March 18, 2013

The original meaning of the word "bless" is about blood.

"Bless" is the word of the day, blogged already here. Now, I'm looking in the Oxford English Dictionary (which, unfortunately, I don't have a way to link to) to see whether it is only God that blesses, and I see that in the original meaning, it is human beings who do the blessing and they do it with blood.
Orig. meaning (prob.), To make 'sacred' or 'holy' with blood; to consecrate by some sacrificial rite which was held to render a thing inviolable from profane use of men and evil influence of men or demons. (The streaking of the lintel and doorposts with blood, Exodus xii. 23, to mark them as holy to the Lord and inviolable by the destroying angel, was apparently the kind of idea expressed by blóedsian in pre-christian times. Cf. also the history of the Latin words consecrāre and sacrificium.)
Note that the etymology is about blood:

Old English blóedsian , blédsian , blétsian : not found elsewhere in Germanic, but formed on the Germanic type *blôdisôjan , < *blôdo-m (Old English blód ) blood... The etymological meaning was thus ‘to mark (or affect in some way) with blood (or sacrifice); to consecrate’. But the sense-development of the word was greatly influenced by its having been chosen at the English conversion to render Latin benedīcere , and Greek εὐλογεῖν , which started from a primitive sense of ‘speak well of or to, eulogize, praise,’ but were themselves influenced by being chosen to translate Hebrew brk , primarily ‘to bend,’ hence ‘to bend the knee, worship, praise, bless God, invoke blessings on, bless as a deity.’ Hence, a long and varied series of associations, heathen, Jewish, and Christian, blend in the English uses of bless and blessing.... At a very early date the popular etymological consciousness began to associate this verb with bliss n. ‘benignity, blitheness, joy, happiness,’ which affected the use of both words...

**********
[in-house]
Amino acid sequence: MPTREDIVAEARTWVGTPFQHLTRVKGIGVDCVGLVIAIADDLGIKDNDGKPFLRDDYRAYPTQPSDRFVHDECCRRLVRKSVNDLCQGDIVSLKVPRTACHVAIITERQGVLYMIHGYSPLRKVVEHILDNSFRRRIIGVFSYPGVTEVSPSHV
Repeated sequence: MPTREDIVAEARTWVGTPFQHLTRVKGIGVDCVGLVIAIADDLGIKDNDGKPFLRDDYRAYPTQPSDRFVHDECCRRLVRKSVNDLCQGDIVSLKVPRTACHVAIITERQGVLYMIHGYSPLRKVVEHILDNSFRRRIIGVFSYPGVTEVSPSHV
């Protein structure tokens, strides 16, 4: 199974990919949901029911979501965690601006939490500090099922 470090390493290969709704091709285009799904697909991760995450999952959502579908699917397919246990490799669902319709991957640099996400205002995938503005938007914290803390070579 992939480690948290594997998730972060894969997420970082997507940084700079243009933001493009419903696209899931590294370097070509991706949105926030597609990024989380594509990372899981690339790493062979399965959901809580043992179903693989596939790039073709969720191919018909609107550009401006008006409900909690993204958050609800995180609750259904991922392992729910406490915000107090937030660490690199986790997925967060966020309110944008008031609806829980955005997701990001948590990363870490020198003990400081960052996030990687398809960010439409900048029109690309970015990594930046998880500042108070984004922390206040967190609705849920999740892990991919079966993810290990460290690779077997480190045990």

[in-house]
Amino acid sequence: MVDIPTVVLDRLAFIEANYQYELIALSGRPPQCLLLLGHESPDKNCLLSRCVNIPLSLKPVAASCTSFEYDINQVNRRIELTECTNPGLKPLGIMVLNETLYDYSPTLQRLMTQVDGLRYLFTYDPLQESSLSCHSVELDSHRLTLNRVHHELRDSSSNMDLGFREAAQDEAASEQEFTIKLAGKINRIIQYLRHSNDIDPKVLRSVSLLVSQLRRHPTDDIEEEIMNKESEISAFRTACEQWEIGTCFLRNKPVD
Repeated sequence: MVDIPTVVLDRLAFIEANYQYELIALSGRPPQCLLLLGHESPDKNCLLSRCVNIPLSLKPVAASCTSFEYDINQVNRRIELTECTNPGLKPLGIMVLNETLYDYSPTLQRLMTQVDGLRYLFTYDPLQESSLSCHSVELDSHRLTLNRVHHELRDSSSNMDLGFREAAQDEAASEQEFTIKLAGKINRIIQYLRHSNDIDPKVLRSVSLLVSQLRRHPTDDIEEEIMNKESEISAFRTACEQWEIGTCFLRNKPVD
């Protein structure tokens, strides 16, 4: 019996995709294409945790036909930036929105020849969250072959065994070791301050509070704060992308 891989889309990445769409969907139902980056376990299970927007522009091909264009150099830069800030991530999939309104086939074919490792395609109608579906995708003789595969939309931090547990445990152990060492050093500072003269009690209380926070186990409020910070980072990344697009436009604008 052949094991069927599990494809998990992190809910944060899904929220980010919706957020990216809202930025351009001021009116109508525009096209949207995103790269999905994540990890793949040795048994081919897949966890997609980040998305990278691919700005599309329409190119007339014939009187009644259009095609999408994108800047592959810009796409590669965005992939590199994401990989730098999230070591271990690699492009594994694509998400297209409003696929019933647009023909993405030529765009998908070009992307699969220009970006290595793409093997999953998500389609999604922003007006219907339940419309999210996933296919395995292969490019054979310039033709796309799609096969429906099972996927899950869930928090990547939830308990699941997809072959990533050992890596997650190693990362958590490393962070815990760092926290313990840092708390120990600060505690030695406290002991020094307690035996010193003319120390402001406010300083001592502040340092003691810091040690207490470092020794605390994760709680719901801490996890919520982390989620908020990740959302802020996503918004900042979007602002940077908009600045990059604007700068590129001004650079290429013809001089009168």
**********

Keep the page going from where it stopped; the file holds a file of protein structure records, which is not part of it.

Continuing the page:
Ah! That connects nicely with yesterday's discussion of the necessary connection between religion and happiness.

23 comments:

chickelit said...

...and I see that in the original meaning, it is human beings who do the blessing and they do it with blood.

Does that make abortion a "blessed" event?

edutcher said...

The Old Testament patriarchs did it with the blood of a lamb.

Christ did it for all of us with His Own.

Agamemnon did it with his daughter's.

The Aztecs did it with anybody they could get their hands on.

Blood was very sacred to (Godwin Alert).

One man's blessing is very often another man's abomination.

Rusty said...

Blessed whisky and Oliver Plunket.

chickelit said...

blessiert: Adj: (Verletzung) injured; (Wunde) wound.

Duden/Oxford dictionary, dead tree edition.

campy said...

Clearly Judeo-Christianity has always been a violent sect, unlike to The Religion Of Peace.

Mitchell the Bat said...

It's important to remember that holy water is a fairly recent invention.

tiger said...

The professor seems to be trying to 'walk back' her previous comment.

Scott M said...

It's important to remember that holy water is a fairly recent invention.